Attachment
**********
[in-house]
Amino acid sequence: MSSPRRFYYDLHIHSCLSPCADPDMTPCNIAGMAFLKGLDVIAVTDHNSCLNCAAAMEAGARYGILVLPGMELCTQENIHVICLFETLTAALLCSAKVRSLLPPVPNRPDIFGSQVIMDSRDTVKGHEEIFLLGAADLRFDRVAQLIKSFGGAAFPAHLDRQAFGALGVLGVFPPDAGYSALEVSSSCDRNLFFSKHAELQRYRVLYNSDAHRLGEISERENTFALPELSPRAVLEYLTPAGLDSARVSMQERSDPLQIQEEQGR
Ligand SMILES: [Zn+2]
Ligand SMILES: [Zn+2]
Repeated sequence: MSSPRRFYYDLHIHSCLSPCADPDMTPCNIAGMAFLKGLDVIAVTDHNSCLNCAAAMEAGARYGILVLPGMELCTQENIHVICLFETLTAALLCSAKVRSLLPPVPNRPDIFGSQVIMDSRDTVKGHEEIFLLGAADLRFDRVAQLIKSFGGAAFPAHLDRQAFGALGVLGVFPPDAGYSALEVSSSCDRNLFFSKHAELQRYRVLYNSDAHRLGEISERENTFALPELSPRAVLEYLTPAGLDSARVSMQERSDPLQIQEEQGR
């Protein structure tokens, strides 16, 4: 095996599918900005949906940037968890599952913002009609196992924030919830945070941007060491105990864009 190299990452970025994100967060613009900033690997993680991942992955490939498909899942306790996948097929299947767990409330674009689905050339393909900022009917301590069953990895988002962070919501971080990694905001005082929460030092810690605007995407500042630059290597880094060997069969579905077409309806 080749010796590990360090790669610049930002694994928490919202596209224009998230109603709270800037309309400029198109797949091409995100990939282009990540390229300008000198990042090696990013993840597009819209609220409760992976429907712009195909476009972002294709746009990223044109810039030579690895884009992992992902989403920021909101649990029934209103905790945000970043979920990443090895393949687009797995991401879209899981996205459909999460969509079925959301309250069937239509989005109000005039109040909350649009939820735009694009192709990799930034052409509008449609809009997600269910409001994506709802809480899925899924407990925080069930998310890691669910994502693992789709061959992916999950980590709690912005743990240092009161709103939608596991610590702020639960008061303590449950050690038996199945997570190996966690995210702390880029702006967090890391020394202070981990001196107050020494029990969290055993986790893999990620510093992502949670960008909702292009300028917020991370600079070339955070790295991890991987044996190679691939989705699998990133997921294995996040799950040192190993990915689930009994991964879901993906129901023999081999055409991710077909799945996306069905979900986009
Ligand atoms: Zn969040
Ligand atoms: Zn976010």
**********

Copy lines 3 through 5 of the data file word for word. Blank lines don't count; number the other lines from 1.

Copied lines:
Ligand SMILES: [Zn+2]
Ligand SMILES: [Zn+2]
Repeated sequence: MSSPRRFYYDLHIHSCLSPCADPDMTPCNIAGMAFLKGLDVIAVTDHNSCLNCAAAMEAGARYGILVLPGMELCTQENIHVICLFETLTAALLCSAKVRSLLPPVPNRPDIFGSQVIMDSRDTVKGHEEIFLLGAADLRFDRVAQLIKSFGGAAFPAHLDRQAFGALGVLGVFPPDAGYSALEVSSSCDRNLFFSKHAELQRYRVLYNSDAHRLGEISERENTFALPELSPRAVLEYLTPAGLDSARVSMQERSDPLQIQEEQGR